Personally 2013 was a year of disappointments. My daughter turned 6 last month, she's in kindergarten. And honestly she is one amazing kid. She is smart, but most importantly she has an amazing ability to connect with people, to read their emotions and a strong desire to help others. Every day I realize how lucky I am, especially consider the challenges I've faced.

I finally realized that I don't need to worry so much about being a mother. I sometimes obsess over all the things I do wrong. I worry that my daughter will grow up and face my same struggles (and demons). But when I really think about my life and my daughter I realize the most important thing is that we try to do our best. I try to be a good mom, wife and friend.

This year I found a new therapist. I finally decided to take my own advice and start therapy again. I am happy to say that my new therapist has made a huge impact on life.

I've drastically changed the work that I do, I have cut back on the work that is stressful and unfulfilling and I took a new consulting gig with a non-profit. I continue to run a consulting business and work with my husband on growing our manufacturing business but now I am following my passion.

I never expected the results I have gotten. In December I was debating what to do with work, volunteering and life. I finally decided I needed to find work that felt meaningful, where I could make a difference and the most important thing work with people who made life easier and not harder.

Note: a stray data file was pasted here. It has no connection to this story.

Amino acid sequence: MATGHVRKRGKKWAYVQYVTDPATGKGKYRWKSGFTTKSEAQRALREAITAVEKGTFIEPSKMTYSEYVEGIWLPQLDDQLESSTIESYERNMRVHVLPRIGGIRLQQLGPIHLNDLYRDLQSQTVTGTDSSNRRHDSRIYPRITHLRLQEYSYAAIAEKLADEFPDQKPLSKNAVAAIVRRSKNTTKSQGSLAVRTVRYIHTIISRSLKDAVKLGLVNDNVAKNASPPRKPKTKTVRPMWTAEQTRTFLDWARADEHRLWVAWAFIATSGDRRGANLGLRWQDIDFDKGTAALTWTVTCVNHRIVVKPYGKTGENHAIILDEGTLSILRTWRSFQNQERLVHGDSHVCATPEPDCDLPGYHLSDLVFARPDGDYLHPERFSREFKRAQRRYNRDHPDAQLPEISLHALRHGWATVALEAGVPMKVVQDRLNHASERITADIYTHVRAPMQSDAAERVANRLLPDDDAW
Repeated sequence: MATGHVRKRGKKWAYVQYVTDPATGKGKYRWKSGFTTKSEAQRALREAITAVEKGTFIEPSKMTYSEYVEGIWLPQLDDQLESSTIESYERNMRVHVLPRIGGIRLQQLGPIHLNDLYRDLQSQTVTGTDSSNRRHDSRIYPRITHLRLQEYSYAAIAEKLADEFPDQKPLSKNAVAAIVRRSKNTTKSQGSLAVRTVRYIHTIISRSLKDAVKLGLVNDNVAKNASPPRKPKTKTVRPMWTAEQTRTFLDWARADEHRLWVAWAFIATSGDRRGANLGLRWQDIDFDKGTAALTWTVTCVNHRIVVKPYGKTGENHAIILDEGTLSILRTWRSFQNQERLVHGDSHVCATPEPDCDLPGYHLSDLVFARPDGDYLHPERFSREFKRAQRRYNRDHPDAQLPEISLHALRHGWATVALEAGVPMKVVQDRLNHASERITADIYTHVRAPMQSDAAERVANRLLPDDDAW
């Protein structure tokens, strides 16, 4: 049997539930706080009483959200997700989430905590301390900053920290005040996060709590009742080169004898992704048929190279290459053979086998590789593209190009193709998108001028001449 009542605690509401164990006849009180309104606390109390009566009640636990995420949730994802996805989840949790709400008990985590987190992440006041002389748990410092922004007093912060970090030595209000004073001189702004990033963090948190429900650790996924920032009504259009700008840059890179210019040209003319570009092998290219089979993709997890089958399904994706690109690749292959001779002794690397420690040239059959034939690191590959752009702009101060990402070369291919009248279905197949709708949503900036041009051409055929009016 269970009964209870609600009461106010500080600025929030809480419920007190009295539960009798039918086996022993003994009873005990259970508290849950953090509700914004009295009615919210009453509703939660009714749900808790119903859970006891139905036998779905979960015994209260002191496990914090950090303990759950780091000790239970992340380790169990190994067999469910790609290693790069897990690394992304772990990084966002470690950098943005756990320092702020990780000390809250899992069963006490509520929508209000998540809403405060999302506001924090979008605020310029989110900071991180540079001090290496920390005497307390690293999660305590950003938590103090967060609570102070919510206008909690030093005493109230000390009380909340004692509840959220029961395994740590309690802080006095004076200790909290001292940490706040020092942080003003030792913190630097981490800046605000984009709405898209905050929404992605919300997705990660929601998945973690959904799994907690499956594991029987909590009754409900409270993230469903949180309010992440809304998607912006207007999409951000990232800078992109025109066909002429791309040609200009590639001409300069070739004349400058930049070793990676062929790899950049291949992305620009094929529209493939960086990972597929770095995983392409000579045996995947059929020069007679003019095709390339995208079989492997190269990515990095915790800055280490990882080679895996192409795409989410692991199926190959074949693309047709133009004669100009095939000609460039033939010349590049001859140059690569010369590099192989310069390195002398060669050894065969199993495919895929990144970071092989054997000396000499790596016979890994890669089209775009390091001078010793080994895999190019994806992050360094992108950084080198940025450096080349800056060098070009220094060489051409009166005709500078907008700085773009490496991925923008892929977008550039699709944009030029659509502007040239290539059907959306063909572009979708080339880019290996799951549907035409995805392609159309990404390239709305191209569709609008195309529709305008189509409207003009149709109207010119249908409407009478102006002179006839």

For over 10 years I have been a volunteer with an organization for women. It is my passion, it is what drives me to get up in the morning. And I work with amazing women. And now I even get paid for it. Deciding to do work that makes me happy has had an amazing ripple effect. Since I made the decision I haven't been depressed or had a migraine. For me that is amazing. I also have not been hypomanic.

And I'm ready to tackle the decision to have a second child. I've wanted to give my daughter a sibling but my physical and mental health have made me worried about my ability to manage a pregnancy. I also still worry about how I will feel during pregnancy. I was super stable from a mental standpoint, but I was physically sick. So sick that I almost lost my baby and then was on medicine from week 7-39 when she was born. And I just don't know how I would manage a pregnancy, an active kindergartner, work and being a wife.

I'm no longer a spring chicken. I turned 35 this year. And I know that the clock is ticking. So I have 8 months to figure it out. Do I go for baby number two or do I adopt or are we happy as we are. I honestly can say my family is amazing. My daughter is an inspiration and delight. My husband (of 17 years) is my rock.

Wish me luck for 2014 and tell me what a new year means to you.

I hope that you have an amazing year. I look forward to hearing from you via comments or email.